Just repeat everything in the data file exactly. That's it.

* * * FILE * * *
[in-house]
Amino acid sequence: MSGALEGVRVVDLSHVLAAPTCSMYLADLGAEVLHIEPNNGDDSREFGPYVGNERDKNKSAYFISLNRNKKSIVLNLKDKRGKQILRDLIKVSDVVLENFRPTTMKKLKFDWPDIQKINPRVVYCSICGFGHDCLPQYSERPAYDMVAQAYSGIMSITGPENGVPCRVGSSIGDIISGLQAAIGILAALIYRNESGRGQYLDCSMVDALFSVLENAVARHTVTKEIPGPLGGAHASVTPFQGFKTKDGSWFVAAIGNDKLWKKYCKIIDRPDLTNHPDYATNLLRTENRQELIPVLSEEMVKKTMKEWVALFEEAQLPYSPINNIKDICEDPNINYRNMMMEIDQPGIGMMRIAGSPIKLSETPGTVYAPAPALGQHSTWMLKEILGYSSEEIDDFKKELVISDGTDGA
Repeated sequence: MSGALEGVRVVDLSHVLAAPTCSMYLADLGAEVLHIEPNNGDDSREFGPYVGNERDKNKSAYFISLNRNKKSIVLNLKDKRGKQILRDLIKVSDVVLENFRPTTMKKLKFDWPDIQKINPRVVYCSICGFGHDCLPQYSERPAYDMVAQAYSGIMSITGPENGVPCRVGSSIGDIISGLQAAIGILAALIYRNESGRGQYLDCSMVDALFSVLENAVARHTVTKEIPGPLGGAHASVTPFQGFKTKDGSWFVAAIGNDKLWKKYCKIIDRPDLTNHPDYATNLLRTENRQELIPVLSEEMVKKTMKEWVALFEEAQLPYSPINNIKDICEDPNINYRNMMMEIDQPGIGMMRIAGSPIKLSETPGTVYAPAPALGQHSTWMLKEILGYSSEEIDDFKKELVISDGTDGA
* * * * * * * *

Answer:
[in-house]
Amino acid sequence: MSGALEGVRVVDLSHVLAAPTCSMYLADLGAEVLHIEPNNGDDSREFGPYVGNERDKNKSAYFISLNRNKKSIVLNLKDKRGKQILRDLIKVSDVVLENFRPTTMKKLKFDWPDIQKINPRVVYCSICGFGHDCLPQYSERPAYDMVAQAYSGIMSITGPENGVPCRVGSSIGDIISGLQAAIGILAALIYRNESGRGQYLDCSMVDALFSVLENAVARHTVTKEIPGPLGGAHASVTPFQGFKTKDGSWFVAAIGNDKLWKKYCKIIDRPDLTNHPDYATNLLRTENRQELIPVLSEEMVKKTMKEWVALFEEAQLPYSPINNIKDICEDPNINYRNMMMEIDQPGIGMMRIAGSPIKLSETPGTVYAPAPALGQHSTWMLKEILGYSSEEIDDFKKELVISDGTDGA
Repeated sequence: MSGALEGVRVVDLSHVLAAPTCSMYLADLGAEVLHIEPNNGDDSREFGPYVGNERDKNKSAYFISLNRNKKSIVLNLKDKRGKQILRDLIKVSDVVLENFRPTTMKKLKFDWPDIQKINPRVVYCSICGFGHDCLPQYSERPAYDMVAQAYSGIMSITGPENGVPCRVGSSIGDIISGLQAAIGILAALIYRNESGRGQYLDCSMVDALFSVLENAVARHTVTKEIPGPLGGAHASVTPFQGFKTKDGSWFVAAIGNDKLWKKYCKIIDRPDLTNHPDYATNLLRTENRQELIPVLSEEMVKKTMKEWVALFEEAQLPYSPINNIKDICEDPNINYRNMMMEIDQPGIGMMRIAGSPIKLSETPGTVYAPAPALGQHSTWMLKEILGYSSEEIDDFKKELVISDGTDGA